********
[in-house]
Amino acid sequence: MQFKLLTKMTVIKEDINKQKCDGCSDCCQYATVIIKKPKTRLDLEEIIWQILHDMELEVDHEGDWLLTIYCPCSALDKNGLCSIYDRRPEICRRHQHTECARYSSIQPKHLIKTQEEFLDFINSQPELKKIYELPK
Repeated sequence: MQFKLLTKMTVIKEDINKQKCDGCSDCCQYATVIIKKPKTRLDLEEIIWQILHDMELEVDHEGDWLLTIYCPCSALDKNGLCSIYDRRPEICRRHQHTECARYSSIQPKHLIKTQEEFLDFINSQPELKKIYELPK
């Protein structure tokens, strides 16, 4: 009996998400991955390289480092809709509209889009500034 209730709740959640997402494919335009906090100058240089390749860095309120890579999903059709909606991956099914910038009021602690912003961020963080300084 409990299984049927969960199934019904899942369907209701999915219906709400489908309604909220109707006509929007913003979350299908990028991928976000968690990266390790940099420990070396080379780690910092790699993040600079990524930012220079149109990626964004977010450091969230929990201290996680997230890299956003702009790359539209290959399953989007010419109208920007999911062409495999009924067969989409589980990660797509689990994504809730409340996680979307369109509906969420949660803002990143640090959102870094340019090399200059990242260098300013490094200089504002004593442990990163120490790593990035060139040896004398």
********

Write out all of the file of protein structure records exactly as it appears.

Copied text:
[in-house]
Amino acid sequence: MQFKLLTKMTVIKEDINKQKCDGCSDCCQYATVIIKKPKTRLDLEEIIWQILHDMELEVDHEGDWLLTIYCPCSALDKNGLCSIYDRRPEICRRHQHTECARYSSIQPKHLIKTQEEFLDFINSQPELKKIYELPK
Repeated sequence: MQFKLLTKMTVIKEDINKQKCDGCSDCCQYATVIIKKPKTRLDLEEIIWQILHDMELEVDHEGDWLLTIYCPCSALDKNGLCSIYDRRPEICRRHQHTECARYSSIQPKHLIKTQEEFLDFINSQPELKKIYELPK
């Protein structure tokens, strides 16, 4: 009996998400991955390289480092809709509209889009500034 209730709740959640997402494919335009906090100058240089390749860095309120890579999903059709909606991956099914910038009021602690912003961020963080300084 409990299984049927969960199934019904899942369907209701999915219906709400489908309604909220109707006509929007913003979350299908990028991928976000968690990266390790940099420990070396080379780690910092790699993040600079990524930012220079149109990626964004977010450091969230929990201290996680997230890299956003702009790359539209290959399953989007010419109208920007999911062409495999009924067969989409589980990660797509689990994504809730409340996680979307369109509906969420949660803002990143640090959102870094340019090399200059990242260098300013490094200089504002004593442990990163120490790593990035060139040896004398």